The nine-woman, three-man jury found the Montreal-born Black not guilty on nine other charges, including mail fraud, wire fraud, racketeering and tax fraud. In the wake of their decision, none of the 12 jurors agreed to speak to the media. Kipnis, Boultbee, and Atkinson, were all convicted of three counts each of mail fraud, meaning they could each face up to 15 years in prison and a fine of up to $750,000 US
On December 10, 2007, Black was sentenced to 6½ years in prison for his role in the misappropriation of millions of dollars from the newspaper empire he once headed. Black received 6½ years in prison, but he did not begin his sentence until March of 2008. Black was also fined $125,000 US. Black, who remained expressionless as his sentence was pronounced in federal court, must also forfeit $6.1 million US — the estimated amount of the fraud, according to a pre-sentence report. Under U.S. rules, he must serve at least 85 percent of his sentence. Black's chief sentencing lawyer, Jeffrey Steinback, had earlier argued for leniency. He described Black as a devoted family man and a respected historian. He also said Black should not be expected to show remorse as he has already filed notice that he plans to appeal his convictions. Steinback also said Black's obstruction of justice conviction was not typical, in that it involved no bribery. "In his heart," Black believes he did nothing wrong, Steinback said. More than 100 letters of support were filed with the court on Black's behalf from such luminaries as former prime minister Brian Mulroney, pop star Elton John, U.S. political commentator Rush Limbaugh and Canadian Nobel Prize winner John Polanyi.
In his address to the court, prosecutor Eric Sussman said Black's crimes deserved a lengthy sentence, in part because of the disdain and defiance Black has shown for the process so far. He referred to the e-mails Black exchanged with the CBC's Mike Hornbrook as one example of that, when Black said prison would be a "bore." The judge ruled the prosecution had not made its case that the fraud amounted to $32 million US, and based the sentence on the $6.1-million US loss estimated in the pre-sentencing report.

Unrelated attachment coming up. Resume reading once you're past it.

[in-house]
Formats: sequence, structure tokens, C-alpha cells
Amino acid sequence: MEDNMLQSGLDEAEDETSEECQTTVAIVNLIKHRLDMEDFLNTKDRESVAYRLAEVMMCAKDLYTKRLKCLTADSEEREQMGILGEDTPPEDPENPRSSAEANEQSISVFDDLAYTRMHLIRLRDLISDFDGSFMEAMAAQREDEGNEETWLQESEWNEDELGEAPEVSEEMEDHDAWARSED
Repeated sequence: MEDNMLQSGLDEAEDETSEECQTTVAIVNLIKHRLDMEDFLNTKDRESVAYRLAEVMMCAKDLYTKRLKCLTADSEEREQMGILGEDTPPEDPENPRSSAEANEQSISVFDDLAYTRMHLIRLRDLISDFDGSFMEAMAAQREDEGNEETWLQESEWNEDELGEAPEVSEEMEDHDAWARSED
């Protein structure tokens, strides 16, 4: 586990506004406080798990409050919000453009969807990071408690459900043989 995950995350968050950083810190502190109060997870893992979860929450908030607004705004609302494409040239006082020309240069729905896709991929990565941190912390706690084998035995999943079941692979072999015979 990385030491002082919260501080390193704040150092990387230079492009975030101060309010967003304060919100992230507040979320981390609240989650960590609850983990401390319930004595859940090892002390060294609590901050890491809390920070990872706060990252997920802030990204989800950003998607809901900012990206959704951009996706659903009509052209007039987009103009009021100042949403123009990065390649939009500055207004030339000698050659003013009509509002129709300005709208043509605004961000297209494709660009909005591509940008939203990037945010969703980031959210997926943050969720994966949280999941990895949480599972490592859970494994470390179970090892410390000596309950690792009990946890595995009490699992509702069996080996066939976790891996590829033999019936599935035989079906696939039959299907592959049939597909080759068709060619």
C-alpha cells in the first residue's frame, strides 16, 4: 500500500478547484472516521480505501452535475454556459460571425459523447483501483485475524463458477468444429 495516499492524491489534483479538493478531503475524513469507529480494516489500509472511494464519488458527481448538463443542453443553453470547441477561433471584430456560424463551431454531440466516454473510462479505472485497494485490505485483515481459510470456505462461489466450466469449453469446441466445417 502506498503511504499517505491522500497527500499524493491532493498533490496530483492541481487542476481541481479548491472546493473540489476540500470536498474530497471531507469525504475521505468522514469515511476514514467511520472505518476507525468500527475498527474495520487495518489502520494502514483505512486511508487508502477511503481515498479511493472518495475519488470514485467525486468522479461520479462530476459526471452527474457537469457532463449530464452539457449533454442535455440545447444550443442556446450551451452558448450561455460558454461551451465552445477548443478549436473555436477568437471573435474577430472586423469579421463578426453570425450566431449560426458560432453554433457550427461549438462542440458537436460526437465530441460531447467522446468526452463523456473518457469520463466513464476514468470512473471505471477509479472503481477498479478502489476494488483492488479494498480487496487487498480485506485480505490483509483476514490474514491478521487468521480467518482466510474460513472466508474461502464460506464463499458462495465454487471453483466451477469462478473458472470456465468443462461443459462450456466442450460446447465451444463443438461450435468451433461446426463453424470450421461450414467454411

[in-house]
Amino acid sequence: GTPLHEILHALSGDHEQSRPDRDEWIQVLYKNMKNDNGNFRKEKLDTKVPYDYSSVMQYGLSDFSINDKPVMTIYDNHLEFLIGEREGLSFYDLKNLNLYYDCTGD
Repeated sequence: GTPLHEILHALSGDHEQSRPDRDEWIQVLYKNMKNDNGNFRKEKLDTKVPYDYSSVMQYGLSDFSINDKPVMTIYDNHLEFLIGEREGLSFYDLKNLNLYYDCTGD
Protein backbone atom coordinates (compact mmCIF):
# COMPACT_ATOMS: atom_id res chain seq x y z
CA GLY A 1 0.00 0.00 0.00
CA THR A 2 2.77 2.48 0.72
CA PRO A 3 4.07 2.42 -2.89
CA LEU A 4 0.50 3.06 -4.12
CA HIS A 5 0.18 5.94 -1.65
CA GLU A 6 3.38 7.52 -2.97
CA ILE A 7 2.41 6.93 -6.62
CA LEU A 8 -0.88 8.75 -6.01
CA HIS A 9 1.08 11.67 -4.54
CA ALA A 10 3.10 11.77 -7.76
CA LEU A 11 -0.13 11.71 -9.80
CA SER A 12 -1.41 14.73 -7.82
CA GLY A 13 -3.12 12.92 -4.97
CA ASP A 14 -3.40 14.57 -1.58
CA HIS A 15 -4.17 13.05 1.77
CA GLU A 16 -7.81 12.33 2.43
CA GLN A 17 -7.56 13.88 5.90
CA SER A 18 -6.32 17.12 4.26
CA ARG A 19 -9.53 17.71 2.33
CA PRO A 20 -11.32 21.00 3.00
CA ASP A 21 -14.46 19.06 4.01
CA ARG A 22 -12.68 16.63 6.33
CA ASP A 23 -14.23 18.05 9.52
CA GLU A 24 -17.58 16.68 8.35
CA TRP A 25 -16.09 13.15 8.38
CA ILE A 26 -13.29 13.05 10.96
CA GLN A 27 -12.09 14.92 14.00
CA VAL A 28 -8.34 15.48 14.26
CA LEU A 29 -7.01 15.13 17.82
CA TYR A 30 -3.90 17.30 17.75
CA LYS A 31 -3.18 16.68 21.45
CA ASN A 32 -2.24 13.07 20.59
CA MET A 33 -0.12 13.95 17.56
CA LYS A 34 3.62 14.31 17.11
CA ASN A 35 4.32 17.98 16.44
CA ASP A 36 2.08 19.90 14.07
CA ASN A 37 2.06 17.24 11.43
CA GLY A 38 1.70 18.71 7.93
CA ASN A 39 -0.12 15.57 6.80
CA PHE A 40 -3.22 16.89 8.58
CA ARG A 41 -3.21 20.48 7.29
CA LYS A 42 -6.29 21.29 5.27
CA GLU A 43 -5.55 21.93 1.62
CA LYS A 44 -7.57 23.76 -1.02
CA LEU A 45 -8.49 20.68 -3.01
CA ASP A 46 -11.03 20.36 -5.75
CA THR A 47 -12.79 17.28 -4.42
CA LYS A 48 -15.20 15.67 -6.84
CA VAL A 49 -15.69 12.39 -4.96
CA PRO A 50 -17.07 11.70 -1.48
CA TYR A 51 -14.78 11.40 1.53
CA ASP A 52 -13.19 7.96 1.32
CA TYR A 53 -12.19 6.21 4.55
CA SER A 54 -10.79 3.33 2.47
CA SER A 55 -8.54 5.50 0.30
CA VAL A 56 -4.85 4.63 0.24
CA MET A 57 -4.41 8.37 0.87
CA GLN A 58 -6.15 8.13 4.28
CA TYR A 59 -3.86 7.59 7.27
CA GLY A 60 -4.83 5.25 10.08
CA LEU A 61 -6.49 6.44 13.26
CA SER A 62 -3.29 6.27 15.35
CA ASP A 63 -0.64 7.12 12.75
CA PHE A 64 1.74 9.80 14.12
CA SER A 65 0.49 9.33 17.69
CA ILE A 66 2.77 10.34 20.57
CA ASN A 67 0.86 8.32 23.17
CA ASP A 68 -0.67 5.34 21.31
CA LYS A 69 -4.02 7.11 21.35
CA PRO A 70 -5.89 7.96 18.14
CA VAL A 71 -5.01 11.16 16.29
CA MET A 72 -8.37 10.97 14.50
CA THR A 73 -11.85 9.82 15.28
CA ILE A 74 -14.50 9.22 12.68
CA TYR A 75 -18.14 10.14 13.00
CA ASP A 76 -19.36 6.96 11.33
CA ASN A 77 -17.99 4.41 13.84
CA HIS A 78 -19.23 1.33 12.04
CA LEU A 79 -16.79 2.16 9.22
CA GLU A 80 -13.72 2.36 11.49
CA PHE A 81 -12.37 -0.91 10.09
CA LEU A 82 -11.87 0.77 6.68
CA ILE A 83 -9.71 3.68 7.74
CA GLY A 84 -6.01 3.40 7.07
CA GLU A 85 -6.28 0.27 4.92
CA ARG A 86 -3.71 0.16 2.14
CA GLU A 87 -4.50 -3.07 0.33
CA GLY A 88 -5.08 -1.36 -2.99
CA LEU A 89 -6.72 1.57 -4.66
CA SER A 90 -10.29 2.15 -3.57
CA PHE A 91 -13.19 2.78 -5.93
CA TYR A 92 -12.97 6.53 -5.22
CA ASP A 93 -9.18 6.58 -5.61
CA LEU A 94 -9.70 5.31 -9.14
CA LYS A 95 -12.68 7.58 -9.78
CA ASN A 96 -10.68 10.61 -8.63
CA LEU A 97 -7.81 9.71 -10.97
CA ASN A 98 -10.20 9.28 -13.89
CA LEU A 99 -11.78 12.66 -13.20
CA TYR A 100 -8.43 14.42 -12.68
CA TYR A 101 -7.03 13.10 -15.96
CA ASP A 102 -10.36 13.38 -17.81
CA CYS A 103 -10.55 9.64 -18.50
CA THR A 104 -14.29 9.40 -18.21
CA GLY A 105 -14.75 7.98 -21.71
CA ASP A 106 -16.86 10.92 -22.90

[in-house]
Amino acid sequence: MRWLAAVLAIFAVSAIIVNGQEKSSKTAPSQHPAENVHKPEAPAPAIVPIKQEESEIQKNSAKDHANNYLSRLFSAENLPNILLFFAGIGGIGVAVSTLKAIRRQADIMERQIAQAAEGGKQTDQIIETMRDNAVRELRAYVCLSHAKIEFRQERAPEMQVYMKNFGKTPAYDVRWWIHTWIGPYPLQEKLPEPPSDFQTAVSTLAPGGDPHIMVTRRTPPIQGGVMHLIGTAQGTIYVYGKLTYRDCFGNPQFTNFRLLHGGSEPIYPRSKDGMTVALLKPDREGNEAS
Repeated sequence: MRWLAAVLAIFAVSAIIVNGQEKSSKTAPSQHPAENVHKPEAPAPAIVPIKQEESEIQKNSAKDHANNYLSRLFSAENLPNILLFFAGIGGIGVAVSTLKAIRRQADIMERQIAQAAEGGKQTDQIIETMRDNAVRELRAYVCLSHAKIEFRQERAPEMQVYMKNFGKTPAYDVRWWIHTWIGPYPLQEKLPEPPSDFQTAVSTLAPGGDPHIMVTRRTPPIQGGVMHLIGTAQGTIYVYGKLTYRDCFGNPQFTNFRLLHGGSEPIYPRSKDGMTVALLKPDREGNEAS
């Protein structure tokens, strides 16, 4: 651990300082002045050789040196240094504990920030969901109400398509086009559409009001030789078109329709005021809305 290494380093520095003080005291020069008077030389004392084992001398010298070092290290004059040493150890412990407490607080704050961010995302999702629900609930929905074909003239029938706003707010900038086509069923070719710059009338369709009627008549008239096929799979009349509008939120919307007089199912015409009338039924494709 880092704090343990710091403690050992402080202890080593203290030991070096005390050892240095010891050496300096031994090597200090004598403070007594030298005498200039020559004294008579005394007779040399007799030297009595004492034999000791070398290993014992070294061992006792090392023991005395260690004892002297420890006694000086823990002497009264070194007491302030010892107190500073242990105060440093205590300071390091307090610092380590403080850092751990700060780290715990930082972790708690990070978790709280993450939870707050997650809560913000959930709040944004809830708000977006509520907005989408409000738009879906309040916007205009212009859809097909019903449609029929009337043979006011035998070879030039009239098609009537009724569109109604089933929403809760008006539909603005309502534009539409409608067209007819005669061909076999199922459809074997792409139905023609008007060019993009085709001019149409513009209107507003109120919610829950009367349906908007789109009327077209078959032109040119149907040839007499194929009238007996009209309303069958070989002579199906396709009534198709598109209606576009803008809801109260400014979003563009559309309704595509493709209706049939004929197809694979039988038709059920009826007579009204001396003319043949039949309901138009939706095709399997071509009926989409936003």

- Arab Writers Syndicate on Rezko Case
- The UK Guardian on Amy St. Eve during the Conrad Black Trial
- Searchable Database on Cases Filed with Amy St. Eve
- Chicago Business News named St. Eve one of Chicago's Top 40 under 40.
- Laywer ratings on Judge Amy St. Eve
- A Canadian blog highlighting St. Eve
- Rezko Watch Blog on Amy St. Eve
- ABC News Blog when Rezko got bailed out
- ↑ 1.0 1.1 1.2 Judge St. Eve Biography from the Federal Judicial Center.
- ↑ Associated Press "Political Fundraiser Tony Rezko Found Guilty on 16 Counts in Corruption Trial", June 5, 2008
- ↑ Associated Press "Judge sentences Blagojevich fundraiser Rezko to 10½ years, he will get credit for time served," November 22, 2011
- ↑ CBC News "Black found guilty of obstruction, mail fraud", July 13, 2007
- ↑ CBC News "Conrad Black sentenced to 78 months in jail", December 10, 2007